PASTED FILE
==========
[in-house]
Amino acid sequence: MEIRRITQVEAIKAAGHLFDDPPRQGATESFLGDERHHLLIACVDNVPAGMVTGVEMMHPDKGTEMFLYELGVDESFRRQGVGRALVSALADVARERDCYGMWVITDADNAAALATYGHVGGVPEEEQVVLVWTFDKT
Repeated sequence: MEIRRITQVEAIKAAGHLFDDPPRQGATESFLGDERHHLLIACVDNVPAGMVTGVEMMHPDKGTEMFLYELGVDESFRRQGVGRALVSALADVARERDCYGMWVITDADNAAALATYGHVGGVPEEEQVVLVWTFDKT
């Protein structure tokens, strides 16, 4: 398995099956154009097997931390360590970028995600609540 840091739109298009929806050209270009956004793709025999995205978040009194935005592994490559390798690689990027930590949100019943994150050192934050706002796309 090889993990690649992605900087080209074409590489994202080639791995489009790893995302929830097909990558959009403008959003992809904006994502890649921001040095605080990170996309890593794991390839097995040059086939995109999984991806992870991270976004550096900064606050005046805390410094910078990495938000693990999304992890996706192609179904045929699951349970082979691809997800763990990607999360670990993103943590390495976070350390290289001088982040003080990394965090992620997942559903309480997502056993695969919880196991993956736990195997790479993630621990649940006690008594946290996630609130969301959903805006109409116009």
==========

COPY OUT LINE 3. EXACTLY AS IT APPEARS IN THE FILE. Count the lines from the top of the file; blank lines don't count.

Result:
Repeated sequence: MEIRRITQVEAIKAAGHLFDDPPRQGATESFLGDERHHLLIACVDNVPAGMVTGVEMMHPDKGTEMFLYELGVDESFRRQGVGRALVSALADVARERDCYGMWVITDADNAAALATYGHVGGVPEEEQVVLVWTFDKT